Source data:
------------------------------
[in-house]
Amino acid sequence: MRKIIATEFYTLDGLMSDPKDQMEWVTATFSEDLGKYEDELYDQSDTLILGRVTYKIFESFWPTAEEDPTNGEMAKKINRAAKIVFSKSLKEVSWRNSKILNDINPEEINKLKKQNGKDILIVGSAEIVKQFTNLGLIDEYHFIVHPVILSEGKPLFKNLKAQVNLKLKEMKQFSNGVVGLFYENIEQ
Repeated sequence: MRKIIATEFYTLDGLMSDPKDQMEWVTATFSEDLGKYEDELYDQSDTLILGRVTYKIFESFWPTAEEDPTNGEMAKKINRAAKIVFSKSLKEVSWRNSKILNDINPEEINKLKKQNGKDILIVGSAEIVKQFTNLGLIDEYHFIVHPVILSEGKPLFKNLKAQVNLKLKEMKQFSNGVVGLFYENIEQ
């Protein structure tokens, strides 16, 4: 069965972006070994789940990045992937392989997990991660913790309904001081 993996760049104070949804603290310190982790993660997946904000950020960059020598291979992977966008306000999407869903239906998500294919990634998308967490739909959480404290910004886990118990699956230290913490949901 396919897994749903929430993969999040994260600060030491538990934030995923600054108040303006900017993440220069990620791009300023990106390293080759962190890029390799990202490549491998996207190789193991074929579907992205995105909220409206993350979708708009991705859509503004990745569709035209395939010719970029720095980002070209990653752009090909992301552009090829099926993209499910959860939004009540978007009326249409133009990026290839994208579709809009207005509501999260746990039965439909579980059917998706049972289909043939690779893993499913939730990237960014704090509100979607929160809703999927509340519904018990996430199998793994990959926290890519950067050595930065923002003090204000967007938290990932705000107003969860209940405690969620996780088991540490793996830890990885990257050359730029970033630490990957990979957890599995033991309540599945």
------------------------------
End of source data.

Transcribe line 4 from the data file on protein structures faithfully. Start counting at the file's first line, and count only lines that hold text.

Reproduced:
């Protein structure tokens, strides 16, 4: 069965972006070994789940990045992937392989997990991660913790309904001081 993996760049104070949804603290310190982790993660997946904000950020960059020598291979992977966008306000999407869903239906998500294919990634998308967490739909959480404290910004886990118990699956230290913490949901 396919897994749903929430993969999040994260600060030491538990934030995923600054108040303006900017993440220069990620791009300023990106390293080759962190890029390799990202490549491998996207190789193991074929579907992205995105909220409206993350979708708009991705859509503004990745569709035209395939010719970029720095980002070209990653752009090909992301552009090829099926993209499910959860939004009540978007009326249409133009990026290839994208579709809009207005509501999260746990039965439909579980059917998706049972289909043939690779893993499913939730990237960014704090509100979607929160809703999927509340519904018990996430199998793994990959926290890519950067050595930065923002003090204000967007938290990932705000107003969860209940405690969620996780088991540490793996830890990885990257050359730029970033630490990957990979957890599995033991309540599945």